Posted on November 24, 2018

Texas A&M at Qatar recently hosted its annual Teaching Week, which highlighted the branch campus’ commitment to educating exemplary engineers through various talks, panels and showcases. The week’s activities were organized by the Center for Teaching and Learning, which aims to highlight teaching innovation and excellence in engineering education.

The keynote address, “STEM Education: Current Issues and Future Directions,” was delivered by Dr. Richard M. Felder and Dr. Rebecca Brent,” co-authors of Teaching and Learning STEM: A Practical Guide. In their talk, they asked four key questions: How should curricula be structured? How should classes be taught? Who should teach? And how should faculty be prepared to teach? They went on to answer each question through a comparison between the traditional methods and emerging methods in teaching. These emerging methods are proving to be more effective. Felder and Brent also hosted two hands-on workshops with faculty and teaching staff at Texas A&M at Qatar to provide practical tips to achieve active learning.

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Teaching Week also focused on extended reality applications in teaching. Extended reality is a term referring to all computer-generated environments and wearable technologies. Associate mechanical engineering professor Dr. Bilal Mansoor and software applications developer Ali Sheharyar presented on the mixed reality applications they are utilizing in classrooms today. Sheharyar explained the usefulness of oil and gas field visualizations and even augmented and interactive textbooks. Mansoor showcased the app he created to enhance students’ visual and spatial skills in his materials science class. Mechanical engineering professor Dr. Arun Srinivasa then outlined the future of augmented lab courses at Texas A&M — all in an attempt for students to gain a deeper understanding of how a lab is operated safely.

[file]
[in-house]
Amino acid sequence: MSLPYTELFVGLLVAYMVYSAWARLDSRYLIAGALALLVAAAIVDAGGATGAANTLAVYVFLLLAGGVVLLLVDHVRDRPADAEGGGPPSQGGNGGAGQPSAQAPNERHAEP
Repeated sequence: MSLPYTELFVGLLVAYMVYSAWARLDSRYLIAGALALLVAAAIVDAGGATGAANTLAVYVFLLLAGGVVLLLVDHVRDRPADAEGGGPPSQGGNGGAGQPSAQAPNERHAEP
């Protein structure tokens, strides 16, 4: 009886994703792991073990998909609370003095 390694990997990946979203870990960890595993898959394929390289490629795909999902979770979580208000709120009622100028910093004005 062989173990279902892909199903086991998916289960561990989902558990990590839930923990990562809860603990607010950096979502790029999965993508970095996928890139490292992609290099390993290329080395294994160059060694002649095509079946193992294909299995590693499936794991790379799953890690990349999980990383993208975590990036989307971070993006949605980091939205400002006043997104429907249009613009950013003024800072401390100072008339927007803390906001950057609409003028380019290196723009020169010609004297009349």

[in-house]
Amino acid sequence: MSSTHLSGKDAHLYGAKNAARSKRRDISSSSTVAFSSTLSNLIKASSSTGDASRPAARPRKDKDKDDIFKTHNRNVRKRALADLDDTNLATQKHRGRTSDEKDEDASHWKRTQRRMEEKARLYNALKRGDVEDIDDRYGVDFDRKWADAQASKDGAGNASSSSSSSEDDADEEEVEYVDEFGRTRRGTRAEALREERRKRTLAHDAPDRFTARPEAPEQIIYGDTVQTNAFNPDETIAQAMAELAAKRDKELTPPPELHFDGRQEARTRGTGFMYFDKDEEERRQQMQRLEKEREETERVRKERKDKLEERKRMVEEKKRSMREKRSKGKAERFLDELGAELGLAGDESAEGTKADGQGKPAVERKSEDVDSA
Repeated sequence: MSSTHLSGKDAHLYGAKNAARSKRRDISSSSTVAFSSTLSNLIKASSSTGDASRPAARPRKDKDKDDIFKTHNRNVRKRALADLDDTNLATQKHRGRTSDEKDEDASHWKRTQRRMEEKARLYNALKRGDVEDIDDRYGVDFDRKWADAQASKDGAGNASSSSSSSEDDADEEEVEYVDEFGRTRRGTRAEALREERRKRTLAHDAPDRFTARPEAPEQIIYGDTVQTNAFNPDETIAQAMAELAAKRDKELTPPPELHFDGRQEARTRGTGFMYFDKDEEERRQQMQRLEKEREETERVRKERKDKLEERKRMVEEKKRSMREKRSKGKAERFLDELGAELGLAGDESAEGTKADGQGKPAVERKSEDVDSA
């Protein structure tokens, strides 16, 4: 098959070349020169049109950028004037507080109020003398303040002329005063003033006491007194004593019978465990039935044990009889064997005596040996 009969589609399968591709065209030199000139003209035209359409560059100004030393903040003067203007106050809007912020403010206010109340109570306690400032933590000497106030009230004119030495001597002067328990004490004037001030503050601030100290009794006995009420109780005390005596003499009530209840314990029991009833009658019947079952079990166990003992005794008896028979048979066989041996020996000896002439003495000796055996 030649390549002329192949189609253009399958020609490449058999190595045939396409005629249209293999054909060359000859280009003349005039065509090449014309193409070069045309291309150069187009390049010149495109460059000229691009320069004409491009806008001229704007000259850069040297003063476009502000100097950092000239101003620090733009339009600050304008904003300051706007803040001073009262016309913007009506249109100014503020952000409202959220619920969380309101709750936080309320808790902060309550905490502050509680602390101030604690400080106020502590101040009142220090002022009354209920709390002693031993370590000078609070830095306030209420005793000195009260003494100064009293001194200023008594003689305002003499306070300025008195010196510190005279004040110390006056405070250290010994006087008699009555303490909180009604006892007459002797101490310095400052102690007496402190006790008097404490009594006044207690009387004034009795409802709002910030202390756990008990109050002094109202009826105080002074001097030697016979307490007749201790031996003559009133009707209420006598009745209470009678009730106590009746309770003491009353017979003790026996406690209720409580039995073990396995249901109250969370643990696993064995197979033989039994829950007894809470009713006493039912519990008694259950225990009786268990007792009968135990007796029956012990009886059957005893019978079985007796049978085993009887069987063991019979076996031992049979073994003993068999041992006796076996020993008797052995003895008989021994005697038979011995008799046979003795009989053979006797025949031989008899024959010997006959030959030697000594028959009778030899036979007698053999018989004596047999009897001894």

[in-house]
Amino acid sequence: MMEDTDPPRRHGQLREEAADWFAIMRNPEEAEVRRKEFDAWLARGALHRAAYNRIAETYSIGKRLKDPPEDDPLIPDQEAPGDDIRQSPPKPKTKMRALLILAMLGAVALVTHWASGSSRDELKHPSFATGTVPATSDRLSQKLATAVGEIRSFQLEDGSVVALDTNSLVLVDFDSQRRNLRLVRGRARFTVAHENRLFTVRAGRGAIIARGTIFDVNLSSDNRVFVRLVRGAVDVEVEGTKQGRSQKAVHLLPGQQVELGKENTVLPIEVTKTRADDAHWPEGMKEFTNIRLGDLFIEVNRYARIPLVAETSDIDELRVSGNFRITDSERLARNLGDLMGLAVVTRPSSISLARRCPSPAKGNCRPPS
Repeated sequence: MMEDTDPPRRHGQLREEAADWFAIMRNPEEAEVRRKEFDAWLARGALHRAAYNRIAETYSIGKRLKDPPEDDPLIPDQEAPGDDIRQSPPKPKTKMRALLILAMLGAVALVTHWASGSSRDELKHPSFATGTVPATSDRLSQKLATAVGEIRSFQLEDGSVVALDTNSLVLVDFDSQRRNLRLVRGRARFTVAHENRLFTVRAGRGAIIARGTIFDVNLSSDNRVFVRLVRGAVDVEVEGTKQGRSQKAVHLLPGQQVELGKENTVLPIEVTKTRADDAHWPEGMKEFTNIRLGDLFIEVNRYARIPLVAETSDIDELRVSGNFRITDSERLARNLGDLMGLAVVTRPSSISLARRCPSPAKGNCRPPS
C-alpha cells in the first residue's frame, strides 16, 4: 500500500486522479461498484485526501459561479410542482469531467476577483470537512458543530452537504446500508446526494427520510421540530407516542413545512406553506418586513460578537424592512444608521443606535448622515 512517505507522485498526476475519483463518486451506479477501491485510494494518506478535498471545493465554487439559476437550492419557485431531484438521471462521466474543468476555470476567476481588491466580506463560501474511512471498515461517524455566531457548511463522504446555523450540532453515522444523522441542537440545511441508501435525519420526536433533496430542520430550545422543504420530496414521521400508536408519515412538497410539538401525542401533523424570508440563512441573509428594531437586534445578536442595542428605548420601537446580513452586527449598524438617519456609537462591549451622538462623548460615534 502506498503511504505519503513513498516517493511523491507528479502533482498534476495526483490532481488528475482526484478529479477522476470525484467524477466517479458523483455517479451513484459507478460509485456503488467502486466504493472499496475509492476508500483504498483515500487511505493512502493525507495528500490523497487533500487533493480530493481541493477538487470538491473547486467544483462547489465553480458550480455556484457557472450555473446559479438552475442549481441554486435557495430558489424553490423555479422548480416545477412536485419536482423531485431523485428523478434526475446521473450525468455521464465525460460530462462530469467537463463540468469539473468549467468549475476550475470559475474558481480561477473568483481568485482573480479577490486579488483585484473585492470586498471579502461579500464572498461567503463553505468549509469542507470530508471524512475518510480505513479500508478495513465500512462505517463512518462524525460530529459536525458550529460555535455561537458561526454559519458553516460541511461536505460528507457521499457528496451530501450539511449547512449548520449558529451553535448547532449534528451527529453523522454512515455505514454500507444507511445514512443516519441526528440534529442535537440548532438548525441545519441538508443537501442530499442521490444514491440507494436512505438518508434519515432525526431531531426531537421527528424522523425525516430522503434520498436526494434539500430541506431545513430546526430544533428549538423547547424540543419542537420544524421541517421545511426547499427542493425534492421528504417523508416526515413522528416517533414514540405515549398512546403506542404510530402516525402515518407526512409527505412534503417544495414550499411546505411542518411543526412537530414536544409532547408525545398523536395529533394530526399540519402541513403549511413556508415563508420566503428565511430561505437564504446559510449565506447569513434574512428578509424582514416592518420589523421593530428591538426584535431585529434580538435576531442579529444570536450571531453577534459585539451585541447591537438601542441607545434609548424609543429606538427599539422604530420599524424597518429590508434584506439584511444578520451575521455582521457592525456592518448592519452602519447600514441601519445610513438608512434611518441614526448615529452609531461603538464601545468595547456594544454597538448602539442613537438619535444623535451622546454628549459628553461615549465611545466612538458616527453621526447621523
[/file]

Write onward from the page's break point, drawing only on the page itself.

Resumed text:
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Teaching Week also included an event in which winners of transformative educational experience (TEE) grants displayed their projects and the progress they’ve made on them. These TEE grants fund faculty and staff to come up with ways to enhance student learning. Teaching Week concluded with a talk from mechanical engineering associate professor Dr. Reza Tafreshi, who is the most recent recipient of the Distinguished Achievement Award College-level in Teaching from Texas A&M University’s Association of Former Students. Tafreshi summarized his teaching principles and how he has emphasized project-based learning techniques. On what a student needs to do to be a good student in his class, he said, “There is no requirement other than enthusiasm.”

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